I Am A Very Productive Entrepreneur
by Mathias Svalina
Mud Luscious Press, 2011
67 pages / $12.00 Buy from Mud Luscious Press
When I received Mathias Svalina’s novella, I Am A Very Productive Entrepreneur in the mail, I didn’t quite know what to expect. I tore open the padded manila envelope and found myself staring at a green and orange cover with the words “a novel(la)” printed on it. Ok. Then I did a preliminary flip through of the book and didn’t see a novella at all. The book seemed to be filled with short poems, prose poems and pieces of what some would call flash fiction. Ok. I was hoping the book wasn’t going to be some failed attempt at “experimental fiction.” But, coming from Mud Luscious Press, I wasn’t exactly surprised that this book was, at first impression, well, weird. J.A. Tyler and his Mud Luscious Press have been putting lovely oddities into the world for a few years now, and I Am A Very Productive Entrepreneur stayed the Mud Luscious Press course, and did not disappoint.
The most basic premise of the novella is the narrator’s explanation of different entrepreneurial ventures that she/he has started over the years. There are no chapters or sections, no titles. There are lyrical jaunts that each begin, “I STARTED THIS ONE BUSINESS.” Using this prompt as a diving board, Svalina takes the reader on a swim that can be likened to Richard Brautigan’s Trout Fishing In America in both the work’s fantastic lyrical quality and unapologetic magical realist settings. The effect is whimsical, nauseating, and philosophical, like riding a rollercoaster with no safety belts.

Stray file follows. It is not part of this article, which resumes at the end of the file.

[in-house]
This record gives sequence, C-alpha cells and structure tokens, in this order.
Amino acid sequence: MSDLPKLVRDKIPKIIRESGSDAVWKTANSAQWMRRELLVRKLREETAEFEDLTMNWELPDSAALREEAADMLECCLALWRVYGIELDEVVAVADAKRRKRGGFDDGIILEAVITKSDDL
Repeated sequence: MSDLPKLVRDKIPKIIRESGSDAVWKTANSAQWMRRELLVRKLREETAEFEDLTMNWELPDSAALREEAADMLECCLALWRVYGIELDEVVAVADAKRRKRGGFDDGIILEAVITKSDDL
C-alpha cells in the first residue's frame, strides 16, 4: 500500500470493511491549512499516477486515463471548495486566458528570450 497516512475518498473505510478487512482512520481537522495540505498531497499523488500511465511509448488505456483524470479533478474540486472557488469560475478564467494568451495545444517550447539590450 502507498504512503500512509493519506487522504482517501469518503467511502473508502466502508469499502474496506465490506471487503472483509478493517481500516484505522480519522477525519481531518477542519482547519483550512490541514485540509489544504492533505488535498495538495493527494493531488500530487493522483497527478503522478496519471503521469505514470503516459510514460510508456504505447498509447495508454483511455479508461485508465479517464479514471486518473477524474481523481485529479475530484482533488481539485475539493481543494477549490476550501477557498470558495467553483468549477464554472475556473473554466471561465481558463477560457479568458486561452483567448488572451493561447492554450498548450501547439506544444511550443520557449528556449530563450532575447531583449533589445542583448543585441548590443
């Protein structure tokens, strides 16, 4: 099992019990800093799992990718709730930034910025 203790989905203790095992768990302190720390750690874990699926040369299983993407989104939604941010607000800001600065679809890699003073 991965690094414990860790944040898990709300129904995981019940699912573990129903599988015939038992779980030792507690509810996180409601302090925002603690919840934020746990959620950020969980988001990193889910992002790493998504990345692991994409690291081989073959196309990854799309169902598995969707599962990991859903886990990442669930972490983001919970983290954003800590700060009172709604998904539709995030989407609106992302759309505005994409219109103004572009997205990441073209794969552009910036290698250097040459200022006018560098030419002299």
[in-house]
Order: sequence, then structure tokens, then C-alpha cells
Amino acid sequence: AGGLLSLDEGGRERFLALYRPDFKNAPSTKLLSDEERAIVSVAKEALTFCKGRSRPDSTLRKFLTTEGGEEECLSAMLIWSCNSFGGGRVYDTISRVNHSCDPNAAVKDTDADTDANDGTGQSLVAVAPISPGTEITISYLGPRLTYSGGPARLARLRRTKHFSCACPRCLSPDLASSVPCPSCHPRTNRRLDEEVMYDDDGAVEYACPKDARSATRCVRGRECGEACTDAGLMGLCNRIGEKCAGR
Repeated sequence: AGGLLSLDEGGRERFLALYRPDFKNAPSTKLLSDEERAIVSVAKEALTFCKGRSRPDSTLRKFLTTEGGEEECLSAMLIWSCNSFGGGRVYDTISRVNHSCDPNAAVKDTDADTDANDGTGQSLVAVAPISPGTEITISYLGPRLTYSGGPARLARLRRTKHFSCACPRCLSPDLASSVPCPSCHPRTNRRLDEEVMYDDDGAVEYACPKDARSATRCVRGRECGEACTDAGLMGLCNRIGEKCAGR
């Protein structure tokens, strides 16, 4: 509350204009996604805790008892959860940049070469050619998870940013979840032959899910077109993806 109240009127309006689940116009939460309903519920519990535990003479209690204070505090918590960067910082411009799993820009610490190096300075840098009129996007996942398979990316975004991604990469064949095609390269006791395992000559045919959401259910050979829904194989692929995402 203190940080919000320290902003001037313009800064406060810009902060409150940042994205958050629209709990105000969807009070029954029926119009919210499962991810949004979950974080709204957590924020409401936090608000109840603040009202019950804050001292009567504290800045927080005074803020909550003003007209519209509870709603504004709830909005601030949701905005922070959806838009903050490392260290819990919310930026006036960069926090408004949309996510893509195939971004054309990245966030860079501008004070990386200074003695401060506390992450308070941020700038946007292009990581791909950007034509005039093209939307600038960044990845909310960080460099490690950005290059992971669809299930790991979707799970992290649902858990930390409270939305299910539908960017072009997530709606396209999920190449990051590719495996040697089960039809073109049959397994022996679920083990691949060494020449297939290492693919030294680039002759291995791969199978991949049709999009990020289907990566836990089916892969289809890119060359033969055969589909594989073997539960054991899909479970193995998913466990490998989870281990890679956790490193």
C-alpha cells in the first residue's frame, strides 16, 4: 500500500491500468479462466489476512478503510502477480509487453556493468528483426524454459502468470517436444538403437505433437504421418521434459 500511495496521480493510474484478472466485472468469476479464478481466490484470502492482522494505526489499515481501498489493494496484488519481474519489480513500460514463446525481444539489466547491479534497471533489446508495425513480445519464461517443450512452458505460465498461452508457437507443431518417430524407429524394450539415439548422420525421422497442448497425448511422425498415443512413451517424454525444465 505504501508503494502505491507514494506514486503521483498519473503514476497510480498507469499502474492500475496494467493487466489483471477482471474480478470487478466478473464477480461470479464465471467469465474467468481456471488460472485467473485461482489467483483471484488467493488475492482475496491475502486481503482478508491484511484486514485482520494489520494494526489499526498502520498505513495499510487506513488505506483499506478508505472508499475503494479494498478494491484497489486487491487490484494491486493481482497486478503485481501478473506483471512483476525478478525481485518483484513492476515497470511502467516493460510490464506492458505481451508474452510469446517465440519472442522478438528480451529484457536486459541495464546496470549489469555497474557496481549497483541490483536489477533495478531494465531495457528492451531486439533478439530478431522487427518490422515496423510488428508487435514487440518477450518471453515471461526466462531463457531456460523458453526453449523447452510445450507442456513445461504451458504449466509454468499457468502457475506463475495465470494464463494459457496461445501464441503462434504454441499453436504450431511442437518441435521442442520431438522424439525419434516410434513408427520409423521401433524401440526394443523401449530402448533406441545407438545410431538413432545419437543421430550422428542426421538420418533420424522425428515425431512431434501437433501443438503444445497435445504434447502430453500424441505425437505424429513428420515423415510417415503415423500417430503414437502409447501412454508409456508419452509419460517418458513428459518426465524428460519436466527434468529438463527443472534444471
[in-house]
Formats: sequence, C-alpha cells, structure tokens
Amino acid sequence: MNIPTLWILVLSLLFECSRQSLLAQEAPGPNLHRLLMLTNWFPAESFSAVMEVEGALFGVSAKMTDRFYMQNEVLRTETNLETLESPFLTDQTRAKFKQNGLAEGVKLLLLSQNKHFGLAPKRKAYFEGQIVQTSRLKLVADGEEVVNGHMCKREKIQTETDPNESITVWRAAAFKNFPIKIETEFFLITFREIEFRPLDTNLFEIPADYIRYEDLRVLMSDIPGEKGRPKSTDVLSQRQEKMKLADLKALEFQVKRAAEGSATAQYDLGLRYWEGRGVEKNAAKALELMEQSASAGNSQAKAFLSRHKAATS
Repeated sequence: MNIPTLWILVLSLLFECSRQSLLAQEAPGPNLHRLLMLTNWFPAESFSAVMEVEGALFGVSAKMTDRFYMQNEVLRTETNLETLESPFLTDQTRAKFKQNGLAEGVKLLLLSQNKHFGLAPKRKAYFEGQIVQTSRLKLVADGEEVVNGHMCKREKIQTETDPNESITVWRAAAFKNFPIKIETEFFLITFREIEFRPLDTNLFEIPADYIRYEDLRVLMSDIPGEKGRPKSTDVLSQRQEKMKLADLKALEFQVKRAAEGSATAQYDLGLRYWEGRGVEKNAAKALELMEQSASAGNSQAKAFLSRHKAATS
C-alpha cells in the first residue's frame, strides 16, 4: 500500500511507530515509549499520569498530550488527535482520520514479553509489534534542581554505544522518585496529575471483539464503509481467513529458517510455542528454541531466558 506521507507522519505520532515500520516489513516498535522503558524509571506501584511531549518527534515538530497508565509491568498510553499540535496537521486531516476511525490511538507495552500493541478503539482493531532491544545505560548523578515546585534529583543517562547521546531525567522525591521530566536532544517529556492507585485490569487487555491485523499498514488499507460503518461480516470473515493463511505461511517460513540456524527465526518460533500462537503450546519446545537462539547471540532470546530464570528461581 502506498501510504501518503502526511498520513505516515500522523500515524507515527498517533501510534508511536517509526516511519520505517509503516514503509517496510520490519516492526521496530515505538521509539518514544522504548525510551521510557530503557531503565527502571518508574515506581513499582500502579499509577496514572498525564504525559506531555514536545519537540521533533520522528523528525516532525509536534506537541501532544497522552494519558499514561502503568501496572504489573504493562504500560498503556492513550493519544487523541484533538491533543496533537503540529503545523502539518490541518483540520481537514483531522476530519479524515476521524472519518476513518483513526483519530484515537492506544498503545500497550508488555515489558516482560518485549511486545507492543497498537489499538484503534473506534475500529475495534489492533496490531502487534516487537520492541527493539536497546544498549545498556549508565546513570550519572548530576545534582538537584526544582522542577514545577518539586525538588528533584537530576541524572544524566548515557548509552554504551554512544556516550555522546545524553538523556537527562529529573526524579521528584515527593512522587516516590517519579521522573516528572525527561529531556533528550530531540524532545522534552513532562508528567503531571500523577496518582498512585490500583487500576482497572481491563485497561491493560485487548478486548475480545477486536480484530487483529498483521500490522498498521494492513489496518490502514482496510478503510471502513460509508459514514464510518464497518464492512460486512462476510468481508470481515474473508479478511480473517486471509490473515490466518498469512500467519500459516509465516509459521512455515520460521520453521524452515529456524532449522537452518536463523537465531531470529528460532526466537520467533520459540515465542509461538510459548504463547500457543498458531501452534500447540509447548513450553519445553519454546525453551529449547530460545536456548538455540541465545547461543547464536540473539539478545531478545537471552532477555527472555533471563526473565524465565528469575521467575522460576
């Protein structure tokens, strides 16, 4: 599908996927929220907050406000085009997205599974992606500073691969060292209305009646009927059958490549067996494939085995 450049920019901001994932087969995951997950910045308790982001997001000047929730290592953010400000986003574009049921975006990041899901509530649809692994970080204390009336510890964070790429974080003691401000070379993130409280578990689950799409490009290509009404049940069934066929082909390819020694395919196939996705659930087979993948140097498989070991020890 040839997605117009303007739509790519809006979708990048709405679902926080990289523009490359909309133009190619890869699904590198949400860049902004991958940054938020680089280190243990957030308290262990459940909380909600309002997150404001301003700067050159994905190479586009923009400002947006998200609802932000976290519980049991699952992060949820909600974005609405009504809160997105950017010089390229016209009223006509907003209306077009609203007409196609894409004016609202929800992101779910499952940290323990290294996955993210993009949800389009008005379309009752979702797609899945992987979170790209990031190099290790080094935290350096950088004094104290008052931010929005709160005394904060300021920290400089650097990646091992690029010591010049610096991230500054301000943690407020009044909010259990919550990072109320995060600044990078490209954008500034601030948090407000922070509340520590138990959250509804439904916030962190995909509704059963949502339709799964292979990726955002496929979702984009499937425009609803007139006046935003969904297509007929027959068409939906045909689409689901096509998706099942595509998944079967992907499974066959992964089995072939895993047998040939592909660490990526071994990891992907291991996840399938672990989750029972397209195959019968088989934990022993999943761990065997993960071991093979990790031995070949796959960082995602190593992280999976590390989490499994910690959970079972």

The narrator tells of a business that installed padlocks in clouds (but did not lock or unlock them), a business that erected skyscrapers in the likenesses of paying customers, a business that painted a client’s car a new color each night, and about fifty others. One of the more pleasantly perplexing businesses “took photographs of hamburgers & gave them out to hungry people in war-torn, famine-struck parts of the world.” The logic being that it wasn’t famine that produced wars but people’s ability to understand or misunderstand each other. This piece in particular struck me as a meditation on what a post-capitalist earth would look like in the future.
Another business that took me from prose to post-structuralism was the business that “determined the opposite of any thing.” At first glance, this concept seemed basic, like the difference between night and day. But, Svalina’s narrator deconstructs that very example, “Night & day are both descriptions of periods of time, therefore they are equivalent, not opposite. To find the opposite of night, one would have to come up with the thing that in no way references night by association…” By the end of the piece, the narrator acknowledges that the client would never know the opposite of what he brought into the store. Ok. Real Talk.
There wasn’t much not to like here. I did, like in a workshop, “want more,” though. Read this small gem, for real. Your small business could save us.